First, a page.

• If you need to cross a no-overtaking (solid white) line or painted island to do so.
  • A vehicle that has stopped at a pedestrian crossing or scholar patrol.
  • If it will create a danger to other road users or property owners.
  • If it is prohibited by a road sign or traffic officer.

Passing a bus

  • On approach to a stationary bus that you wish to overtake, be on the lookout for passengers approaching or leaving the bus and wanting to cross the road.

Being overtaken

  • If the vehicle behind you indicates the intention to overtake, give way by moving as far to the left of your lane as is safe and maintain your spacing while being overtaken.
  • Maintain your speed when being overtaken.  Don't accelerate or slow down.
  • You may drive on the left-hand shoulder of a single lane road between sunrise and sunset to allow vehicles to overtake, only if (1) it is safe to do so, (2) people and vehicles are visible for at least 150m ahead of you and (3) it is not a multi-lane road or freeway.

Stopping

  • You must not stop suddenly, except to avoid a collision or for any reason beyond your control.

No stopping

  • When instructed by a traffic officer not to stop.
  • Where stopping is forbidden by a road traffic sign.
  • Next to or opposite an excavation or obstruction in the road, if your vehicle will obstruct or endanger other traffic.
  • On, within or closer than 6m from a tunnel, bridge, subway or point at which a roadway has been narrowed.
  • Closer than 9m from the approaching side to a pedestrian crossing, except to allow pedestrians to cross.
  • On the right-hand side of a road, facing oncoming traffic.
  • Next to or opposite a vehicle parked in a road narrower than 9m.
  • Within a railway reserve at a level crossing.
  • In any other place where stopping could cause danger or an obstruction.

Compulsory stops

  • At a stop sign, a red traffic light or a scholar patrol.
  • At a four-way or a three-way stop sign.
  • When instructed by a traffic officer.
  • At a pedestrian crossing if a pedestrian is on or about to enter it on your half of the road.
  • If you are involved in a collision.
  • When signalled by a person leading or driving animals on the road or when animals are seen crossing a road.  The driver/rider may only move when all the animals have crossed and the road is safe to continue driving.

Parking

  • Parking is defined as stopping a vehicle, with or without passengers, for longer than is necessary to load or offload passengers or goods.

No parking areas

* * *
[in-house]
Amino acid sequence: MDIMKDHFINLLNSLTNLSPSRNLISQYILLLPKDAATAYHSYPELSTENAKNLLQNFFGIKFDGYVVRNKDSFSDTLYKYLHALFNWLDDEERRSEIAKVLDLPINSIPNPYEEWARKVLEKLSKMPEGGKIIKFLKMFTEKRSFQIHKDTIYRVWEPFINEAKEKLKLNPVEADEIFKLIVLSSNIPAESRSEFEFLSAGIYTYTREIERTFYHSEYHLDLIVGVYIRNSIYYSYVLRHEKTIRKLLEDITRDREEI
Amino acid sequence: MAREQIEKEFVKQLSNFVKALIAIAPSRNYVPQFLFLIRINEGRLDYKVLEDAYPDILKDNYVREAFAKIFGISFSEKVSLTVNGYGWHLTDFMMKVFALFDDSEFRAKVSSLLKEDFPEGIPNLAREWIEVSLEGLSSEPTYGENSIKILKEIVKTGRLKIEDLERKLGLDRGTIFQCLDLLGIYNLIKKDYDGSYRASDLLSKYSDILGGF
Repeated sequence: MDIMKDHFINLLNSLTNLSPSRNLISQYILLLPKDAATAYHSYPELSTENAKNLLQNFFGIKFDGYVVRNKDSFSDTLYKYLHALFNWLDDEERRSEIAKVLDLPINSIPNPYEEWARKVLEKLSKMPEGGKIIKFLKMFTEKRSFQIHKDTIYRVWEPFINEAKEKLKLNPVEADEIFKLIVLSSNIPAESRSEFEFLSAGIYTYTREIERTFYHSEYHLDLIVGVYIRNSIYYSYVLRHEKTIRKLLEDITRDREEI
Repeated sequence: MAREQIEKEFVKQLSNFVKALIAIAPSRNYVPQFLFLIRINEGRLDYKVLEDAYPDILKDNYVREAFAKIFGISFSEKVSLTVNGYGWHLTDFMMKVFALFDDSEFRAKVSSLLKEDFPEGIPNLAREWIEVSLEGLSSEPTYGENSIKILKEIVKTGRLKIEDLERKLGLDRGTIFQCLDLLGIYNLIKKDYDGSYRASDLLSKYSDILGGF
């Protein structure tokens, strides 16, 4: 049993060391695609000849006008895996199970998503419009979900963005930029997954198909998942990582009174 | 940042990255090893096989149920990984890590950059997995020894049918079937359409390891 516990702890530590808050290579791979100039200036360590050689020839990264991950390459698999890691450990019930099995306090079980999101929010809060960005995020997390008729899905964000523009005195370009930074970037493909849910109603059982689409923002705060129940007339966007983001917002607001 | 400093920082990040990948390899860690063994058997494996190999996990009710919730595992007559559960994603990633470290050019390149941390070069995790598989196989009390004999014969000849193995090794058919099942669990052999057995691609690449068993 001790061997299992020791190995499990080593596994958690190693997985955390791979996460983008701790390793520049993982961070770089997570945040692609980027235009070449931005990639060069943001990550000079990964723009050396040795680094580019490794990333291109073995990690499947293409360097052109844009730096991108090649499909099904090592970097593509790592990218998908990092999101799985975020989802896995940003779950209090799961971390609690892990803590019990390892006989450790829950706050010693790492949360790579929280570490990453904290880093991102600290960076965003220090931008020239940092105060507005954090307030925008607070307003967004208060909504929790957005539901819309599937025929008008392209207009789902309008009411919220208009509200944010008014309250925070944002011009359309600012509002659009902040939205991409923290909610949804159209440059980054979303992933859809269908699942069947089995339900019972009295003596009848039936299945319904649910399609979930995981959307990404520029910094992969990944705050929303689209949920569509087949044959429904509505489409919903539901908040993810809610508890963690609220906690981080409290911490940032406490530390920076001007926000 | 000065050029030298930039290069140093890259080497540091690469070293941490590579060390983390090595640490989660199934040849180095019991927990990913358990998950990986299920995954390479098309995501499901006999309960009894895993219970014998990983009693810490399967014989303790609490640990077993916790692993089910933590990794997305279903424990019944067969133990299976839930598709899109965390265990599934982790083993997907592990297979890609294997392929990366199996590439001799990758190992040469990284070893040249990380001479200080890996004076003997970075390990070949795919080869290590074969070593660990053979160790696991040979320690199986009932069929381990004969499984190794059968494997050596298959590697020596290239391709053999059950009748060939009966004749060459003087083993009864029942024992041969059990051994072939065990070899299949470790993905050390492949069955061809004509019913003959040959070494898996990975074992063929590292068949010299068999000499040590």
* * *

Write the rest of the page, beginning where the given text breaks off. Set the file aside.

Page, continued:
• All no stopping areas.
  • Where prohibited by a traffic sign or traffic officer.
  • With the outer edge of any kerbside wheel more than 450mm into the roadway, except where permitted by a road sign (marking).
  • On the road or within 1m of the edge of the road outside an urban area.
  • Next to or within 1,5m on either side of a visible fire hydrant.
  • Within 5m of an intersection in an urban area.
  • In an urban area on a two-way road that is less than 5,5m wide.
  • Where the view of a traffic sign or road marking will be obstructed.
  • On or partially on a pavement or sidewalk.
  • On or partially on a traffic island.
  • Across or in front of a public or private vehicle entrance.
  • Over the actuating mechanism of a traffic light.
  • In a pedestrian mall or pedestrian lane.
  • Within 9m of the approach side of a pedestrian crossing.
  • Except for any reason beyond the control of the driver/rider or when given an instruction by a traffic or police officer.

No parking exceptions

  • Emergency or construction vehicles may park anywhere while rendering an essential service and displaying the necessary identification lamps.

Illegal parking

  • Illegally parked vehicles may be removed and impounded by a traffic officer.  Any costs incurred will be for the owner's account.

Abandoned vehicles

  • A vehicle is considered abandoned if (1) it may cause damage or obstruct traffic, (2) it is parked in a no stopping area or is illegally parked, (3) it is parked in a no-parking area, (4) it is parked for 7 days in the same place in an urban area or at a testing station, (5) it is parked for 24 hours in the same place outside an urban area, (6) ownership cannot be established or (7) if it is found in a public place without a number plate or with a false licence.
  • Abandoned vehicles may be impounded an any costs incurred will be for the owner's account.

Right of way

  • Yield at the junction of a traffic circle (roundabout) to vehicles within the junction approaching from the right.
  • Yield to oncoming traffic when you want to turn right at an intersection on a two-way road.
  • Yield to vehicles already on the roadway when you are exiting a slipway.

Conveying goods


Goods being transported on light and heavy motor vehicles -

  • must be securely fastened to, or be safely contained inside the vehicle.
  • must not exceed half the height of a light motor vehicle, measured from the ground, if carried on the roof, except for bicycles carried on the roof.
  • including the vehicle, must not exceed 4,3m in height, measured from the ground, on goods vehicles.
  • including the vehicle, must not be more than 2,5m wide or not more than 2,6m wide for heavy motor vehicles exceeding 12 000kg, excluding rear view mirrors or indicators.
  • must not project more than 300mm in front of the vehicle.
  • must not project more than 1,8m at the back of the vehicle.